Have you ever wondered what would happen if your home or dorm room flooded? Or an electrical surge fried your laptop? Do you know how to care for damaged electronics, papers, books, textiles and art? Do you know where you have stored all those items which you consider irreplaceable? These are the sorts of situations many library, archives and museum (LAM) professionals prepare for in the hopes they will never have to use their skills. MayDay, part of national Preservation Week, is a call to action – a day when individuals and LAM professionals take personal and professional responsibility for doing something simple – something that can be accomplished in a day but that can have a significant impact on one’s ability to respond to a natural disaster.
Protecting our collections so we can continue to provide access to these resources is one of the fundamental responsibilities of LAMs across the globe. In 2005, after hurricanes Katrina, Rita, and Wilma struck the Gulf Coast, Heritage Preservation partnered with the Institute of Museum and Library Services (IMLS) to release A Public Trust at Risk: The Heritage Health Index. This report is the result of surveying over 30,000 libraries, archives, museums, historical societies, scientific research collections and archaeological repositories large and small in every state and U.S. territory. It found:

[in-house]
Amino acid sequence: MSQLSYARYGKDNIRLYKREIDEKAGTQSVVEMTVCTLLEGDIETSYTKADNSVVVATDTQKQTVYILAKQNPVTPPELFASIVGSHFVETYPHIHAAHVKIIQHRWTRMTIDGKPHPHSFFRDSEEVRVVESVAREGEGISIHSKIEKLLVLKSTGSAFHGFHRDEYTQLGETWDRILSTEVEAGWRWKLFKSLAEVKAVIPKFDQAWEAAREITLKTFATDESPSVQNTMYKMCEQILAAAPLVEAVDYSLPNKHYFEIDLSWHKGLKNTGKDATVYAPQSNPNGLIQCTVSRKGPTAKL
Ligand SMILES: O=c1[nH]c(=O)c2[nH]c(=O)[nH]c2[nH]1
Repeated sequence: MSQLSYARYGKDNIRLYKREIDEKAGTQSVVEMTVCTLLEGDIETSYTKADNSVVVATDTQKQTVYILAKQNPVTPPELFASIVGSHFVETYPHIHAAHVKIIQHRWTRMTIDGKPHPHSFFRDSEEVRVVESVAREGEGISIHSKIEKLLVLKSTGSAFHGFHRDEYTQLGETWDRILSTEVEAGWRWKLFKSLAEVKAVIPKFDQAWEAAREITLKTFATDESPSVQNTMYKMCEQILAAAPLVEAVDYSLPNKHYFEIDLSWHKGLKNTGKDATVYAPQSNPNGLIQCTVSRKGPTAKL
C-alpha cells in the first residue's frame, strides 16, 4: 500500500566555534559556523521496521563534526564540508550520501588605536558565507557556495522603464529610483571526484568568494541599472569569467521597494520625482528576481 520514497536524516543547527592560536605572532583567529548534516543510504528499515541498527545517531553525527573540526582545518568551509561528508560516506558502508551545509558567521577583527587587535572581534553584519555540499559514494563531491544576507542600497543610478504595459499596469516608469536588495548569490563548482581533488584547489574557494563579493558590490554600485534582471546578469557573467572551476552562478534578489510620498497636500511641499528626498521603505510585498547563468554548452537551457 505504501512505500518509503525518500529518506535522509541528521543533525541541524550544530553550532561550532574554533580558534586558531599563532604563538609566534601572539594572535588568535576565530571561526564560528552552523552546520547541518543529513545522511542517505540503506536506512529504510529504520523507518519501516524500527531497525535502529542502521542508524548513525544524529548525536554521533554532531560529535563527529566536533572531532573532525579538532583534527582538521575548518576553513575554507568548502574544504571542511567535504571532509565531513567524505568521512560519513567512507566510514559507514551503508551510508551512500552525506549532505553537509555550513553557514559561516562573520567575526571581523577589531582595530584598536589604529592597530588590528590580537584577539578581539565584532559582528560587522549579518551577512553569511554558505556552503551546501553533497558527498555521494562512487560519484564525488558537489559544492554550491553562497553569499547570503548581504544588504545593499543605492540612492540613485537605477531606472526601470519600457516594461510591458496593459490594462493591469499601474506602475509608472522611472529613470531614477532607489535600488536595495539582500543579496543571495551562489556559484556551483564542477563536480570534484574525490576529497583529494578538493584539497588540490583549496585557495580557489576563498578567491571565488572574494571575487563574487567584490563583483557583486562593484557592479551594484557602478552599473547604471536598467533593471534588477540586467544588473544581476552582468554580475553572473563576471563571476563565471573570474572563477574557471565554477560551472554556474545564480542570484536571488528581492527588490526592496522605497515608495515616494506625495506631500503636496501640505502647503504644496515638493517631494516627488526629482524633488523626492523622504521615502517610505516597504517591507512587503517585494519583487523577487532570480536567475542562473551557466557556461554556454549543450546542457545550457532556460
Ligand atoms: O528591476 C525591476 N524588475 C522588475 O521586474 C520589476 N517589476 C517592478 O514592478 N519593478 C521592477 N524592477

Here at the Oliver Wendell Holmes Library and Archives & Special Collections, we share both a building and a disaster plan. We work closely with Public Safety and the Office of the Physical Plant to ensure first and foremost the safety of our students and visitors but also our collections. We also have professional archivists on staff who are trained in collections care and disaster response. As part of our upcoming strategic planning process we intend to review this plan to bring it up to date with current local policies and procedures as well as national best practices. Additionally we are in the process of conducting a space assessment (focusing on, collaborative learning space, accessibility of technology, security, and environmental control) which is aimed at creating recommendations on how best to utilize and upgrade our existing space given the changing needs of students and the rapidly evolving nature of LAMs institutions.
Take a moment to think – what would happen if your home or dorm room experienced a fire, flood or other natural disaster?
The first step in planning for disaster response is assessment:
The next step involves making a plan, so consider:
The final step is to learn more about what to do and where to go for help in the event of a natural disaster:
And remember, a disaster doesn’t have to be catastrophic like a hurricane or tornado to cause irreparable harm to valuable collections ; it can be as small and isolated as a squirrel who decides chew through a box of old family photographs in the attic to make a nest.
This MayDay, know thy enemy and get planning! Together we can do our part to make sure our history, both personal and cultural, is safe and secure.
The National Archives: Preservation | http://www.archives.gov/preservation/
MayDay! Heritage Preservation | http://www.heritagepreservation.org/mayday/
COSTEP MA (Coordinated Statewide Emergency Preparedness in Massachusetts) | http://mblc.state.ma.us/costepma/
Northeast Document Conservation Center | http://www.nedcc.org/working-with-nedcc/overview
Preservation @ your Library | http://www.atyourlibrary.org/passiton